Coolant properties are useless if the anti-freeze/coolant won't flow. No flow = overheat.

    Above is fact, based upon industry statement - documenting that what we once knew about anti-freeze has changed. But as to why it changed, requires speculation on my part. And I'll lay it at the door of the EPA. My guess is that they created some new regulation regarding anti-freeze, which resulted in an industry formula change. So this solidification business may simply be one of the many unintended consequences of such regulations

    //greg//
    USN (Ret)
    Former Chinese tractor owner (x4)
    Current John Deere owner

  3. #13
    Platinum Member
    Join Date
    Jun 2009
    Posts
    679
    Location
    wyoming

    Default Re: Be careful of dealer installed block heaters

    Since no adapter is required for heater install on 2520 the typicall coolant loss when doing so is about 1/2 a qt or so. Screw out the plug screw in the heater, takes about 2 minutes no need to drain the system. Any dealer who has done more than one of these will do it the same way (most likely). It is a different story for the units that require a bolt on adapter so most likely the dealer did not have to add that much coolant.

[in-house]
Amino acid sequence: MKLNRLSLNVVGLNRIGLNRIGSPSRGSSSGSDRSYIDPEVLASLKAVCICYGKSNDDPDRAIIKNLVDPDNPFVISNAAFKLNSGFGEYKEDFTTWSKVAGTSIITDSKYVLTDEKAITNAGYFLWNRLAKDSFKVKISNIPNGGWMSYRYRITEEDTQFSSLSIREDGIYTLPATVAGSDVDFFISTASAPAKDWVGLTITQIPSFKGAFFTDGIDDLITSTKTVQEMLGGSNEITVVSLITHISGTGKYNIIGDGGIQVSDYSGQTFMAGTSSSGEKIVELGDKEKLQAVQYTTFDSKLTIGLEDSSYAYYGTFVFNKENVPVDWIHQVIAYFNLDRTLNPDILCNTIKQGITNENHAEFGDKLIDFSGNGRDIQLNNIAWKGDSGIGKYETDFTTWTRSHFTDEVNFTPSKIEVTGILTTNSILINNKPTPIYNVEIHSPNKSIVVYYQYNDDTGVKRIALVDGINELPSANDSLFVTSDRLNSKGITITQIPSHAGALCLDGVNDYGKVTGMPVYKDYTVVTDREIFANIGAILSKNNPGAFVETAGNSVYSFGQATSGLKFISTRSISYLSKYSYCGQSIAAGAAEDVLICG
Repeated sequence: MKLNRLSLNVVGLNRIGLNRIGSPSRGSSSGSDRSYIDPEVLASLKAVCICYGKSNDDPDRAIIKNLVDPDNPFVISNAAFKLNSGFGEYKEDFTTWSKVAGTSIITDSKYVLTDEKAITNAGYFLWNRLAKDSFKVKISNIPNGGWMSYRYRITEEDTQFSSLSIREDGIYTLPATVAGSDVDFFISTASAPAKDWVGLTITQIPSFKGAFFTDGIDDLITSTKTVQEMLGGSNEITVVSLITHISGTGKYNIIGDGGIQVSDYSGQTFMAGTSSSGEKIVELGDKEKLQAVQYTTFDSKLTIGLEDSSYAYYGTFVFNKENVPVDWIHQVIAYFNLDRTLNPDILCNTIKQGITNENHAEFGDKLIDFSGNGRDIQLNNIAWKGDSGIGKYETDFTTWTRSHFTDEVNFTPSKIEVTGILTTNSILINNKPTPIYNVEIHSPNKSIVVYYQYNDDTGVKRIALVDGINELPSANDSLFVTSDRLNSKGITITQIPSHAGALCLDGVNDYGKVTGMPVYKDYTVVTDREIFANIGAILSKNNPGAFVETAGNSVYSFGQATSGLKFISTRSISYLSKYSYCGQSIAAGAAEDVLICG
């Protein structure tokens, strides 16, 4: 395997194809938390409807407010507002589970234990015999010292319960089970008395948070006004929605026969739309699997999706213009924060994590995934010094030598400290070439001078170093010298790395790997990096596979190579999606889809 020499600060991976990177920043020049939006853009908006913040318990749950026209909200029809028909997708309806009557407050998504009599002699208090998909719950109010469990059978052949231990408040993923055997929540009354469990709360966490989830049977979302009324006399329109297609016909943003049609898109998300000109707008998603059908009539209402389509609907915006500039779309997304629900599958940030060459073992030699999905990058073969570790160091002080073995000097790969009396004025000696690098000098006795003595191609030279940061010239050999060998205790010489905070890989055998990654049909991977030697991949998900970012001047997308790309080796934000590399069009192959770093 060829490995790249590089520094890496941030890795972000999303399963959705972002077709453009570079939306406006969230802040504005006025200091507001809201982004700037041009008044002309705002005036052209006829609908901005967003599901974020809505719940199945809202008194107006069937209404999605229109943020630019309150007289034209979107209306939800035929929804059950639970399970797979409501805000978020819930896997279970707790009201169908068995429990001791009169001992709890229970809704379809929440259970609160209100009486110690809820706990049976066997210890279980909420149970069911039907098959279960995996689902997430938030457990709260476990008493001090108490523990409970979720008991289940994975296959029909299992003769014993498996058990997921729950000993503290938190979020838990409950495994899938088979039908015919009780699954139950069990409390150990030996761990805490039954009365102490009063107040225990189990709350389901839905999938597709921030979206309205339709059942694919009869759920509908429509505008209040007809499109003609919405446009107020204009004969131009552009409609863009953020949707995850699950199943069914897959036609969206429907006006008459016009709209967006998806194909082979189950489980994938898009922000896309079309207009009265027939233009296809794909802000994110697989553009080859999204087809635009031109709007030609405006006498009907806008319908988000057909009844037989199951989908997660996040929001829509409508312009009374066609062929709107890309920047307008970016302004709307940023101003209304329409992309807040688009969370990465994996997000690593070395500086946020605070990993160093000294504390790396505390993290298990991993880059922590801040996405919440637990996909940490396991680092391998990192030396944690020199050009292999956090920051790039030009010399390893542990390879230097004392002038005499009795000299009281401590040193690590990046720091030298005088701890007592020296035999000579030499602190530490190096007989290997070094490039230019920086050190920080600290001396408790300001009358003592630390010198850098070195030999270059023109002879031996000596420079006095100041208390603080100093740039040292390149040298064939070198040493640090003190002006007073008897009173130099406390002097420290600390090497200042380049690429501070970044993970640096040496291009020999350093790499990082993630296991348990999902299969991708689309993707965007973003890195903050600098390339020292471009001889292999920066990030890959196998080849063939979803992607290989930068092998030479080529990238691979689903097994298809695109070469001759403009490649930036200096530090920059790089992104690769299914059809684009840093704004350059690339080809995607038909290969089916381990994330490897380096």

4. #14
    Silver Member
    Join Date
    Jun 2001
    Posts
    179
    Location
    Northern Minnesota
    Tractor
    Kubota and John Deere tractors 20-40HP; skid steer loader

    Default Re: Be careful of dealer installed block heaters

    Here is what Deere has to say about coolants:

    Proper Diesel Engine Coolant : Diesel engine coolant information

  5. #15
    Elite Member